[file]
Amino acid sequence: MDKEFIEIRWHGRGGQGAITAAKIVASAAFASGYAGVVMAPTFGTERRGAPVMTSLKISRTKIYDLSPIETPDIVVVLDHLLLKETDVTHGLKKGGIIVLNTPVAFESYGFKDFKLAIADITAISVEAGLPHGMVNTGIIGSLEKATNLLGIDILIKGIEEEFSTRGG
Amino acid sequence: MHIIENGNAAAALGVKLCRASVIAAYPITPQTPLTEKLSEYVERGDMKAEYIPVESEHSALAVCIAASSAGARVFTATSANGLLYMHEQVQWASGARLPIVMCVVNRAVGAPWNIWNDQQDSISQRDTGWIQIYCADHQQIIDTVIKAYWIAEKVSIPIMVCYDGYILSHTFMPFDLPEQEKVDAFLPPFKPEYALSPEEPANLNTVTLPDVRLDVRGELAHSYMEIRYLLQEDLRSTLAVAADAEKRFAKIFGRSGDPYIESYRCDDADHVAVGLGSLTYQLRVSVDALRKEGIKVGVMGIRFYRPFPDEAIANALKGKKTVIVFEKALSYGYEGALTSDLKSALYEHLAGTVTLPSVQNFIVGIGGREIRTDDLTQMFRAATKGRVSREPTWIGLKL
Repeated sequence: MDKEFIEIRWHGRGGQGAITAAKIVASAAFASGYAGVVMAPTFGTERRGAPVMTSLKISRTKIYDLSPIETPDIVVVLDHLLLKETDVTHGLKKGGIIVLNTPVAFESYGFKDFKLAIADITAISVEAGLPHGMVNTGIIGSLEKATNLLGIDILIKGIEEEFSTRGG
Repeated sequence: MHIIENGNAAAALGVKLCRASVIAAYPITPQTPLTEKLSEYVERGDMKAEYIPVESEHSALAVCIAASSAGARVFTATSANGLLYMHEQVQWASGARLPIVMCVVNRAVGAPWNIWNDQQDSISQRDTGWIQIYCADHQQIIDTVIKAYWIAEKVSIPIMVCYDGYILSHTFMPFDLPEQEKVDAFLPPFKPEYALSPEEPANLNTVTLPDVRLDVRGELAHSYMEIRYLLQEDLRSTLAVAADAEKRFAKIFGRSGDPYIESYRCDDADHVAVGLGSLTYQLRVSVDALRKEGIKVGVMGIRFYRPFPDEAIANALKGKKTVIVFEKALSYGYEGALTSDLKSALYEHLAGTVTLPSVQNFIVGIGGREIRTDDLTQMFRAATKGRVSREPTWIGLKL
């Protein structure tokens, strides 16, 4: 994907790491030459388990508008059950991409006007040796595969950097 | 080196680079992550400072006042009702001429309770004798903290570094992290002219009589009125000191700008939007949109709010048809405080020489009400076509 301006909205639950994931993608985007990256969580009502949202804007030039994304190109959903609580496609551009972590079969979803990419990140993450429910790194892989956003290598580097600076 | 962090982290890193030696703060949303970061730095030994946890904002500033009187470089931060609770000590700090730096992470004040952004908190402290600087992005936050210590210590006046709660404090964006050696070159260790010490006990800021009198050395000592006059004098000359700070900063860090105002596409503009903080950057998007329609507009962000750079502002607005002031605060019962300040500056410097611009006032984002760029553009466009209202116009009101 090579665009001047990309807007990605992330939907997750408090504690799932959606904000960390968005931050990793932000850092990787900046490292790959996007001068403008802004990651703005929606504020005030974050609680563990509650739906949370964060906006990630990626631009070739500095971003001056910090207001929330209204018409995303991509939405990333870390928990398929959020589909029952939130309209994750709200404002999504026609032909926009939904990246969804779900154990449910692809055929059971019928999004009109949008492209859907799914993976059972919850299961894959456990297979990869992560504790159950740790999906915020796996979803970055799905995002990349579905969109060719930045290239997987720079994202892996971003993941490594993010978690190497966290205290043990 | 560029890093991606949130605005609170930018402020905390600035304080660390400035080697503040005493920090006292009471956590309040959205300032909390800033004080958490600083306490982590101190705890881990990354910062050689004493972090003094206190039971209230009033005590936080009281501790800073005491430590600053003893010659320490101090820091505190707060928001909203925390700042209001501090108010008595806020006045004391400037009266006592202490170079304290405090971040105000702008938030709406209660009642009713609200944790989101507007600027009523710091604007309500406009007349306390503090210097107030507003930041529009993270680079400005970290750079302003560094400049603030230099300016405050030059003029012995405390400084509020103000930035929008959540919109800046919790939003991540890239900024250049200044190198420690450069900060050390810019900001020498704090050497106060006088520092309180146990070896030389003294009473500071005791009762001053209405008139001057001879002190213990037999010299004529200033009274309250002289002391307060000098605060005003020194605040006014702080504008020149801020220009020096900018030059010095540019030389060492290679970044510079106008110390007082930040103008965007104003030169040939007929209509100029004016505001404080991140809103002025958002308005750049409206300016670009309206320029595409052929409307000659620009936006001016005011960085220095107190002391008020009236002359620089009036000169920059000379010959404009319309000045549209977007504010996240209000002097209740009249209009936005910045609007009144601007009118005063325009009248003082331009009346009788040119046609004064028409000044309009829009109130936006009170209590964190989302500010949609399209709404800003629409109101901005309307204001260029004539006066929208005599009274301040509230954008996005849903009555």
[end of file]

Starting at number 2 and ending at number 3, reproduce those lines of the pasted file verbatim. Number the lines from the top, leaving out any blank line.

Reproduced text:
Amino acid sequence: MHIIENGNAAAALGVKLCRASVIAAYPITPQTPLTEKLSEYVERGDMKAEYIPVESEHSALAVCIAASSAGARVFTATSANGLLYMHEQVQWASGARLPIVMCVVNRAVGAPWNIWNDQQDSISQRDTGWIQIYCADHQQIIDTVIKAYWIAEKVSIPIMVCYDGYILSHTFMPFDLPEQEKVDAFLPPFKPEYALSPEEPANLNTVTLPDVRLDVRGELAHSYMEIRYLLQEDLRSTLAVAADAEKRFAKIFGRSGDPYIESYRCDDADHVAVGLGSLTYQLRVSVDALRKEGIKVGVMGIRFYRPFPDEAIANALKGKKTVIVFEKALSYGYEGALTSDLKSALYEHLAGTVTLPSVQNFIVGIGGREIRTDDLTQMFRAATKGRVSREPTWIGLKL
Repeated sequence: MDKEFIEIRWHGRGGQGAITAAKIVASAAFASGYAGVVMAPTFGTERRGAPVMTSLKISRTKIYDLSPIETPDIVVVLDHLLLKETDVTHGLKKGGIIVLNTPVAFESYGFKDFKLAIADITAISVEAGLPHGMVNTGIIGSLEKATNLLGIDILIKGIEEEFSTRGG